Martin Luther King Jr. Day feels complicated this year.
We have new reasons to celebrate. High on that list is the election of Rev. Raphael Warnock, pastor of Ebenezer Baptist Church, where Rev. King preached, to the U.S. Senate.
Georgians had the rare opportunity to vote for two senators at the same time. They elected Warnock, a progressive prophetic Black preacher, and Jon Ossoff, a young Jewish journalist and filmmaker. Seeing them campaign and celebrate together highlighted the vital partnership between Black and Jewish leaders in our struggle toward equality. It reminded me of that historic photo of King holding up pictures of the martyred civil rights colleagues James Chaney, Andrew Goodman, and Michael Schwerner.
The people who made the Warnock and Ossoff victories possible—the dedicated organizers led by Stacey Abrams and her many colleagues and collaborators—made me think of earlier generations of voting rights activists like Fannie Lou Hamer.
This was the kind of moment for which King dreamed and worked.
Yet many of us were robbed of the chance to fully appreciate and celebrate these historic milestones. Because the day after the election, while votes in Georgia were still being counted, a mob of angry supporters of President Donald Trump stormed the U.S. Capitol.
I will not soon be able to forget the feeling in my gut at seeing a gallows and noose being erected outside the Capitol. Or the sight of the Confederate flag being paraded through the rotunda while rioters searched for members of Congress and the vice president.
While the mob failed to get their hands on elected officials, they killed a Capitol Police officer and left four other bodies in their wake.
We have just begun the truth-seeking that is necessary for accountability.
There is no justification for the Capitol being so poorly defended when far-right activists had been making their violent intentions plain for weeks. Journalists and researchers, including the Right Wing Watch team at my organization, People For the American Way, had been documenting threats of violence and calls for civil war by people who believed Trump’s lies about the election being stolen from him and his supporters.
It is impossible to ignore the difference between the light security at the Capitol on Jan. 6 and the massive shows of force that were brought out for Black Lives Matter protests and other marches.
Did high-level law enforcement and military officials dismiss the threats from Trump supporters because they would be mostly white, because they were conservatives, because they were seen as allies of the law enforcement community? Their decisions left on-duty officers, as well as members of Congress, vulnerable. It was a fatal mistake.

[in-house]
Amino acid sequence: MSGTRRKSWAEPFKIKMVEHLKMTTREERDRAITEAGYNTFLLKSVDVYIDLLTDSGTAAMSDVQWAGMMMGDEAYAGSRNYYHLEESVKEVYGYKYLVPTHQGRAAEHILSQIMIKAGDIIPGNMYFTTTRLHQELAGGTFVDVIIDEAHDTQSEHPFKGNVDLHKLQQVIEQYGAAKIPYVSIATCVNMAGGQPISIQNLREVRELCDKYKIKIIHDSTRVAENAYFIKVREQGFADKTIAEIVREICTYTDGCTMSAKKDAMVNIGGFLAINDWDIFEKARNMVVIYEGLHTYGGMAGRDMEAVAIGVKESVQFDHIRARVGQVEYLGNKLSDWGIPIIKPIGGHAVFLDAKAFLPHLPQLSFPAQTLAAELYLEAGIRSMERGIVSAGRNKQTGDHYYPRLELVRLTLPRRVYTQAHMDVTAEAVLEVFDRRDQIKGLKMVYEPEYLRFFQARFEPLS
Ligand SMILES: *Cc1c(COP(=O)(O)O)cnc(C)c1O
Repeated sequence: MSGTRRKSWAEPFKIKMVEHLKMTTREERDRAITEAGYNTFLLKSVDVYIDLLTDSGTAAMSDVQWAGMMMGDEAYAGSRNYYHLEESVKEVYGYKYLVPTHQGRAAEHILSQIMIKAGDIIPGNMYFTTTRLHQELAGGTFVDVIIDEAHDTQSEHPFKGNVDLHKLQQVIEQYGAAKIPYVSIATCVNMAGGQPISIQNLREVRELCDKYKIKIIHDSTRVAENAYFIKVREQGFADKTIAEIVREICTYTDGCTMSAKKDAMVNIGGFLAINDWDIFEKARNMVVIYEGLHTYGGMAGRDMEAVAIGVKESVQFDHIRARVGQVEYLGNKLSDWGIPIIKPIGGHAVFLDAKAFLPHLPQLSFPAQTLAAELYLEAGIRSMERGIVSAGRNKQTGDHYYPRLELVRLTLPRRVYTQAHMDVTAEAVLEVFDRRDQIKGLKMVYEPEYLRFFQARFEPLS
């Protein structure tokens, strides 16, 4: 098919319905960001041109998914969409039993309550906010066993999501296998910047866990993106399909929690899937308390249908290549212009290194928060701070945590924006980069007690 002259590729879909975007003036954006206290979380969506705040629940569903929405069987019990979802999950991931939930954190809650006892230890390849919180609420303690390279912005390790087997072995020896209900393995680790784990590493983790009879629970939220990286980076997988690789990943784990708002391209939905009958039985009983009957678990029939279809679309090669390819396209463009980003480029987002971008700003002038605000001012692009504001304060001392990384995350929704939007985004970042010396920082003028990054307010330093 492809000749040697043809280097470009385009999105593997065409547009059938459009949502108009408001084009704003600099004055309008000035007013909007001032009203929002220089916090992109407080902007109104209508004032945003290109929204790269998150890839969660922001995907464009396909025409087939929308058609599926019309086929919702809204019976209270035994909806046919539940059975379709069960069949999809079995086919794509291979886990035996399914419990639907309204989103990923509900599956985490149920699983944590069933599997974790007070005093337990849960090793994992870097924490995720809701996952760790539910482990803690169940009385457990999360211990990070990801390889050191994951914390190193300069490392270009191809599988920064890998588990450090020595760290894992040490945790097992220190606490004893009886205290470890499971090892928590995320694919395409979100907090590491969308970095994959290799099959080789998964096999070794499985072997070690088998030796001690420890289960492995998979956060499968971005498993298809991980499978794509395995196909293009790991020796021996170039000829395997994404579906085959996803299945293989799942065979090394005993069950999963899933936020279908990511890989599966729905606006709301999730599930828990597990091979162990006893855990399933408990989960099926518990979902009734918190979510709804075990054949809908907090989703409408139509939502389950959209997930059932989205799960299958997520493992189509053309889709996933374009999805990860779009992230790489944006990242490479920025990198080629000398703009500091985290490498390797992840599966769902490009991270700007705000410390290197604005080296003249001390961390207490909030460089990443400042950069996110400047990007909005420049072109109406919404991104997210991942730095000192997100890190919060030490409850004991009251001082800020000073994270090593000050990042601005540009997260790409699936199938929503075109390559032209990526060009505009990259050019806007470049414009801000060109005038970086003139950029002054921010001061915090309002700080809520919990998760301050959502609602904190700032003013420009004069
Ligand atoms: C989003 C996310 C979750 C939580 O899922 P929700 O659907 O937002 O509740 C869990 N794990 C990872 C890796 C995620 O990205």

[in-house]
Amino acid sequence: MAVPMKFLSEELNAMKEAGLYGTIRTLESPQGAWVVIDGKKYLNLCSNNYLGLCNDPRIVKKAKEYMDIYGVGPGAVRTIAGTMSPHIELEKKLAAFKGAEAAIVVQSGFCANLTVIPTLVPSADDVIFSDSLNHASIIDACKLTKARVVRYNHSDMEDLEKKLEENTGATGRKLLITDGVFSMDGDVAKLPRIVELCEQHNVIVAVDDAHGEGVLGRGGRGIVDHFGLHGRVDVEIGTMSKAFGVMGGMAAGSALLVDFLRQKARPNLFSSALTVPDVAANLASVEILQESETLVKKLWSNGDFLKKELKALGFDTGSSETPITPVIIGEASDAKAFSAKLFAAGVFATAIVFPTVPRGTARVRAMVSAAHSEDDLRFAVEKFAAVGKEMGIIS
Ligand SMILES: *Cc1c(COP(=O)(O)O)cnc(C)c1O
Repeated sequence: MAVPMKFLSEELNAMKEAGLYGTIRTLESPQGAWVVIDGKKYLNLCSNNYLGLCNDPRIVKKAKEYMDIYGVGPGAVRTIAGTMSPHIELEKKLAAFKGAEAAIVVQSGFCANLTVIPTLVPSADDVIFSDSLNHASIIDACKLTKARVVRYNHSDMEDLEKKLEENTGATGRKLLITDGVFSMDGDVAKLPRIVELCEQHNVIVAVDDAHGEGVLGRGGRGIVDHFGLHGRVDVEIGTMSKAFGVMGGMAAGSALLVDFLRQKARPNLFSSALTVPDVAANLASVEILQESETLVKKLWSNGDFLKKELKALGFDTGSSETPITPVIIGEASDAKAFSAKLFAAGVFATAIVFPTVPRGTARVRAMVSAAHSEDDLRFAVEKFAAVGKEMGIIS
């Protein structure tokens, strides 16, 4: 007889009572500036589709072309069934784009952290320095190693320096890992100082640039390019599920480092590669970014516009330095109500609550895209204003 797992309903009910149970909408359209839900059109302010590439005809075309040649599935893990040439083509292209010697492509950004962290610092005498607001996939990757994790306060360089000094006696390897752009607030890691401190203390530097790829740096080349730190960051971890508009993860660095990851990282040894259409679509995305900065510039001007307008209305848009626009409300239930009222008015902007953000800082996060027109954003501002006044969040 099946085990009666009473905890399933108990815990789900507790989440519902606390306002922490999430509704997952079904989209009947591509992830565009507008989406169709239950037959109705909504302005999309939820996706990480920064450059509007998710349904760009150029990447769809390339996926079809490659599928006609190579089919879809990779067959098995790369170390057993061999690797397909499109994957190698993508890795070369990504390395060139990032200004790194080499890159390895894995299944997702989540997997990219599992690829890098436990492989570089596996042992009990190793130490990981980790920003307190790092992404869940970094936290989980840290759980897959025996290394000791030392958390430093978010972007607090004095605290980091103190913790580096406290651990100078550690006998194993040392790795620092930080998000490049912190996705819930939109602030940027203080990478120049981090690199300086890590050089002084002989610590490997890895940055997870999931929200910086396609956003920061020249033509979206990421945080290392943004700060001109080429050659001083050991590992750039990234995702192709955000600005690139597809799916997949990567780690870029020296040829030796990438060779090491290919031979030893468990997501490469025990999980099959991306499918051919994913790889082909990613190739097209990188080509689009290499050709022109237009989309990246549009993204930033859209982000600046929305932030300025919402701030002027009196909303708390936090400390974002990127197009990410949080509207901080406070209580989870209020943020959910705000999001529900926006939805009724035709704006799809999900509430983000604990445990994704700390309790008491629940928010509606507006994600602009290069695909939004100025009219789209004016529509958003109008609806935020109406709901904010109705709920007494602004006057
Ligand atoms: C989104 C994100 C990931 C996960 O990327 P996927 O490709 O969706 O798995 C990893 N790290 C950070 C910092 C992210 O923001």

Or was it something worse? The history of lynchings and racist mob violence in this country is also a history of complicity by law enforcement officials. Sometimes police officers led the violence, as they did at the Edmund Pettus Bridge. Sometimes they were conveniently absent, as they were when Freedom Riders were left open to attack by an angry mob.
We are about to have new leadership at the Justice Department. And we have congressional leaders who are motivated to get the truth about what happened at the Capitol and to hold people accountable.
We the people have a role to play, too. We must demand that public officials not sacrifice accountability in the name of a false unity being called for by people who promoted the lies that fed rioters’ anger.
And we can honor Dr. King, the late John Lewis, and the other civil rights heroes we lost this year, by remaining alert and ready to resist the inevitable new attacks on voting rights that will come from politicians who are unhappy with the outcome of the 2020 elections and are desperate, like Donald Trump, to hang on to power.
And speaking of power, let’s celebrate another historical milestone this week: the swearing-in of Kamala Harris, a Black woman and daughter of immigrants, to serve as the vice president of the United States. Congratulations, Madam Vice President.
Ben Jealous serves as president of People For the American Way and People For the American Way Foundation. Jealous has decades of experience as a leader, coalition builder, campaigner for social justice and seasoned nonprofit executive. In 2008, he was chosen as the youngest-ever president and CEO of the NAACP. He is a graduate of Columbia University and Oxford, where he was a Rhodes Scholar, and he has taught at Princeton and the University of Pennsylvania.